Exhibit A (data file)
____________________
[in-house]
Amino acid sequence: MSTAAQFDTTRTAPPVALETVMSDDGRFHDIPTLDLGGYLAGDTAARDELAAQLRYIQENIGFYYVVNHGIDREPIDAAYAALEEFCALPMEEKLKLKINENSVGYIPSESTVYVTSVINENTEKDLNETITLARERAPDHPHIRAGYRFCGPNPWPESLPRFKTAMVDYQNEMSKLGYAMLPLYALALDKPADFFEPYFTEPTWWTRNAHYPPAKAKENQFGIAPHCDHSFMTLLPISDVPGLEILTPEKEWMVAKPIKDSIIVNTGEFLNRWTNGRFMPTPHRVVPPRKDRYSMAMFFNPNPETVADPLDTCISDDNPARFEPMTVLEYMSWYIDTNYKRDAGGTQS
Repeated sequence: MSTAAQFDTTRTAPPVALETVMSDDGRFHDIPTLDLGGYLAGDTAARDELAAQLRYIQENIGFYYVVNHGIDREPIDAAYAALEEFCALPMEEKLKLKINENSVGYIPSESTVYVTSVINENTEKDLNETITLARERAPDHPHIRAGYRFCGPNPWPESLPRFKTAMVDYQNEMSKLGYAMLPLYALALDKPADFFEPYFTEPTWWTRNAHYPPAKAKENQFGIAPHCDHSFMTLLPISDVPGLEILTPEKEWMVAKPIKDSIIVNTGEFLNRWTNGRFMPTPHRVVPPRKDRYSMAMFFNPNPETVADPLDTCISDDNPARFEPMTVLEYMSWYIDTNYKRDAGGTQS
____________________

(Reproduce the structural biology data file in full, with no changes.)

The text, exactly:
[in-house]
Amino acid sequence: MSTAAQFDTTRTAPPVALETVMSDDGRFHDIPTLDLGGYLAGDTAARDELAAQLRYIQENIGFYYVVNHGIDREPIDAAYAALEEFCALPMEEKLKLKINENSVGYIPSESTVYVTSVINENTEKDLNETITLARERAPDHPHIRAGYRFCGPNPWPESLPRFKTAMVDYQNEMSKLGYAMLPLYALALDKPADFFEPYFTEPTWWTRNAHYPPAKAKENQFGIAPHCDHSFMTLLPISDVPGLEILTPEKEWMVAKPIKDSIIVNTGEFLNRWTNGRFMPTPHRVVPPRKDRYSMAMFFNPNPETVADPLDTCISDDNPARFEPMTVLEYMSWYIDTNYKRDAGGTQS
Repeated sequence: MSTAAQFDTTRTAPPVALETVMSDDGRFHDIPTLDLGGYLAGDTAARDELAAQLRYIQENIGFYYVVNHGIDREPIDAAYAALEEFCALPMEEKLKLKINENSVGYIPSESTVYVTSVINENTEKDLNETITLARERAPDHPHIRAGYRFCGPNPWPESLPRFKTAMVDYQNEMSKLGYAMLPLYALALDKPADFFEPYFTEPTWWTRNAHYPPAKAKENQFGIAPHCDHSFMTLLPISDVPGLEILTPEKEWMVAKPIKDSIIVNTGEFLNRWTNGRFMPTPHRVVPPRKDRYSMAMFFNPNPETVADPLDTCISDDNPARFEPMTVLEYMSWYIDTNYKRDAGGTQS